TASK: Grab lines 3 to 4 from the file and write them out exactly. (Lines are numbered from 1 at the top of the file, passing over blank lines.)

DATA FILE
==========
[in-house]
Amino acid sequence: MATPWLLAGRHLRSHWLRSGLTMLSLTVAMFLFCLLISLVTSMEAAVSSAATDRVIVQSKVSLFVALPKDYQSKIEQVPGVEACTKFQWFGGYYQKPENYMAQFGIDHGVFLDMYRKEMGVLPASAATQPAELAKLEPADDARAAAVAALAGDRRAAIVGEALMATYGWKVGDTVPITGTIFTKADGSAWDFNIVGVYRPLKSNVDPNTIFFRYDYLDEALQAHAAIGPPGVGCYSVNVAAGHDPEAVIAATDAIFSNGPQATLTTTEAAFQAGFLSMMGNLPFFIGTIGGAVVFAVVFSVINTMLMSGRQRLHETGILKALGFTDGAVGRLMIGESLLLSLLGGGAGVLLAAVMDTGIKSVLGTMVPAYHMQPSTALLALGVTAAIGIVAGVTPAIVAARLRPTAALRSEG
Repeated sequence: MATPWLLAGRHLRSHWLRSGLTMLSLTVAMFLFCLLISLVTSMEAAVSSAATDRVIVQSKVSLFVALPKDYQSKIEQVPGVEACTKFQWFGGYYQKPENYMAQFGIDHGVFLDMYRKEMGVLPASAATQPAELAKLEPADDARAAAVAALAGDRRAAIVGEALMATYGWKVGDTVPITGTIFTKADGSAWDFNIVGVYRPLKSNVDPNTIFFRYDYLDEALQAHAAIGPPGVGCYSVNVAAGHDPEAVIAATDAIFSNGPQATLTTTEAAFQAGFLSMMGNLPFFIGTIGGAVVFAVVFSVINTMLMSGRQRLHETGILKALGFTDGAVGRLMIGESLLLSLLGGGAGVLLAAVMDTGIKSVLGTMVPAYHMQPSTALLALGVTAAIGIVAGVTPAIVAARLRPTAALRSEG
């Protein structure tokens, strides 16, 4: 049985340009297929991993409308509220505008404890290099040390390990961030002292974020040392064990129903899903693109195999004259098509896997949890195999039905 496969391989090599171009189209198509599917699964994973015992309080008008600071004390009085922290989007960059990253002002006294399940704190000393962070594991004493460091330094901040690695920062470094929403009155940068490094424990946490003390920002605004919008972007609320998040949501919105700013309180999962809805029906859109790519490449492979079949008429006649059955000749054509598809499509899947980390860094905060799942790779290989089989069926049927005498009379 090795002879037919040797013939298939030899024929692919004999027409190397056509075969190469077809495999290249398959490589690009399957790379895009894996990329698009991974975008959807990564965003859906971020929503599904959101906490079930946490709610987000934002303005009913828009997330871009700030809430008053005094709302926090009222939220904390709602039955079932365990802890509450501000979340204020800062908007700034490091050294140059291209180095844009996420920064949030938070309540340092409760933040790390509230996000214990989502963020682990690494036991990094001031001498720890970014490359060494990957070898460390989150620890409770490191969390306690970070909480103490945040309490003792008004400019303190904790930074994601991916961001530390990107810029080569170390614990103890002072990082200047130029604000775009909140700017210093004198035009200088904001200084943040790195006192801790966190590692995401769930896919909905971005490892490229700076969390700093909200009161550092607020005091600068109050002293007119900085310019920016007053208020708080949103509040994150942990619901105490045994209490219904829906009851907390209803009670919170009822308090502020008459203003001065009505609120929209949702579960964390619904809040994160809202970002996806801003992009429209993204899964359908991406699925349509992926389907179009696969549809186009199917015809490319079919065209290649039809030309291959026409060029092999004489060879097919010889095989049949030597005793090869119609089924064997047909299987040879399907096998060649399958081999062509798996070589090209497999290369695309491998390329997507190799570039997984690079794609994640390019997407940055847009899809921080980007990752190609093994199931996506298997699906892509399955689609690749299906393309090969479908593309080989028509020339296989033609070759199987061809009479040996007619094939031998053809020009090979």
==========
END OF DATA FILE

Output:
Repeated sequence: MATPWLLAGRHLRSHWLRSGLTMLSLTVAMFLFCLLISLVTSMEAAVSSAATDRVIVQSKVSLFVALPKDYQSKIEQVPGVEACTKFQWFGGYYQKPENYMAQFGIDHGVFLDMYRKEMGVLPASAATQPAELAKLEPADDARAAAVAALAGDRRAAIVGEALMATYGWKVGDTVPITGTIFTKADGSAWDFNIVGVYRPLKSNVDPNTIFFRYDYLDEALQAHAAIGPPGVGCYSVNVAAGHDPEAVIAATDAIFSNGPQATLTTTEAAFQAGFLSMMGNLPFFIGTIGGAVVFAVVFSVINTMLMSGRQRLHETGILKALGFTDGAVGRLMIGESLLLSLLGGGAGVLLAAVMDTGIKSVLGTMVPAYHMQPSTALLALGVTAAIGIVAGVTPAIVAARLRPTAALRSEG
């Protein structure tokens, strides 16, 4: 049985340009297929991993409308509220505008404890290099040390390990961030002292974020040392064990129903899903693109195999004259098509896997949890195999039905 496969391989090599171009189209198509599917699964994973015992309080008008600071004390009085922290989007960059990253002002006294399940704190000393962070594991004493460091330094901040690695920062470094929403009155940068490094424990946490003390920002605004919008972007609320998040949501919105700013309180999962809805029906859109790519490449492979079949008429006649059955000749054509598809499509899947980390860094905060799942790779290989089989069926049927005498009379 090795002879037919040797013939298939030899024929692919004999027409190397056509075969190469077809495999290249398959490589690009399957790379895009894996990329698009991974975008959807990564965003859906971020929503599904959101906490079930946490709610987000934002303005009913828009997330871009700030809430008053005094709302926090009222939220904390709602039955079932365990802890509450501000979340204020800062908007700034490091050294140059291209180095844009996420920064949030938070309540340092409760933040790390509230996000214990989502963020682990690494036991990094001031001498720890970014490359060494990957070898460390989150620890409770490191969390306690970070909480103490945040309490003792008004400019303190904790930074994601991916961001530390990107810029080569170390614990103890002072990082200047130029604000775009909140700017210093004198035009200088904001200084943040790195006192801790966190590692995401769930896919909905971005490892490229700076969390700093909200009161550092607020005091600068109050002293007119900085310019920016007053208020708080949103509040994150942990619901105490045994209490219904829906009851907390209803009670919170009822308090502020008459203003001065009505609120929209949702579960964390619904809040994160809202970002996806801003992009429209993204899964359908991406699925349509992926389907179009696969549809186009199917015809490319079919065209290649039809030309291959026409060029092999004489060879097919010889095989049949030597005793090869119609089924064997047909299987040879399907096998060649399958081999062509798996070589090209497999290369695309491998390329997507190799570039997984690079794609994640390019997407940055847009899809921080980007990752190609093994199931996506298997699906892509399955689609690749299906393309090969479908593309080989028509020339296989033609070759199987061809009479040996007619094939031998053809020009090979």